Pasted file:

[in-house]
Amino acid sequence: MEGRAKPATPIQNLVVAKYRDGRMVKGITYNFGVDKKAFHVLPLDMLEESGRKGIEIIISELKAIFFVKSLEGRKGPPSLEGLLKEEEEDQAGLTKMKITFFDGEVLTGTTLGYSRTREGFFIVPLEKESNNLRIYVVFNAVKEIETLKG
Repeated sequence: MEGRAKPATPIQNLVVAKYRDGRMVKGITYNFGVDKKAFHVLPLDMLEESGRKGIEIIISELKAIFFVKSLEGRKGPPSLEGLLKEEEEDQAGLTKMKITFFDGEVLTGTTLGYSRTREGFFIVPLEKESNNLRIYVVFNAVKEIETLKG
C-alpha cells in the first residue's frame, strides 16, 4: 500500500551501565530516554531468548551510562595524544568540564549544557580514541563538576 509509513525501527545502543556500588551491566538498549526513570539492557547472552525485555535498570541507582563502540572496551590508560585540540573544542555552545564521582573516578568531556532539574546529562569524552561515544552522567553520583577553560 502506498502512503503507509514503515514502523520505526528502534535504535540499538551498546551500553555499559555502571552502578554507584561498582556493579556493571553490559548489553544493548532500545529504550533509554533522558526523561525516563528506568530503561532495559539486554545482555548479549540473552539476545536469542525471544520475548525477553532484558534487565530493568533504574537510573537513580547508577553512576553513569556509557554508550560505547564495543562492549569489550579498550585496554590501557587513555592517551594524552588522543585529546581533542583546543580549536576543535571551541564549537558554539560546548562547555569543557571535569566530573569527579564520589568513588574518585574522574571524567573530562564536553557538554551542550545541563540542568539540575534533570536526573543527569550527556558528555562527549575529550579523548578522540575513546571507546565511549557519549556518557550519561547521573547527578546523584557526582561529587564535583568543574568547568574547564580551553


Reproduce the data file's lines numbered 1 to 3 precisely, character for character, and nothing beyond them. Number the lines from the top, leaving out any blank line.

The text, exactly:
[in-house]
Amino acid sequence: MEGRAKPATPIQNLVVAKYRDGRMVKGITYNFGVDKKAFHVLPLDMLEESGRKGIEIIISELKAIFFVKSLEGRKGPPSLEGLLKEEEEDQAGLTKMKITFFDGEVLTGTTLGYSRTREGFFIVPLEKESNNLRIYVVFNAVKEIETLKG
Repeated sequence: MEGRAKPATPIQNLVVAKYRDGRMVKGITYNFGVDKKAFHVLPLDMLEESGRKGIEIIISELKAIFFVKSLEGRKGPPSLEGLLKEEEEDQAGLTKMKITFFDGEVLTGTTLGYSRTREGFFIVPLEKESNNLRIYVVFNAVKEIETLKG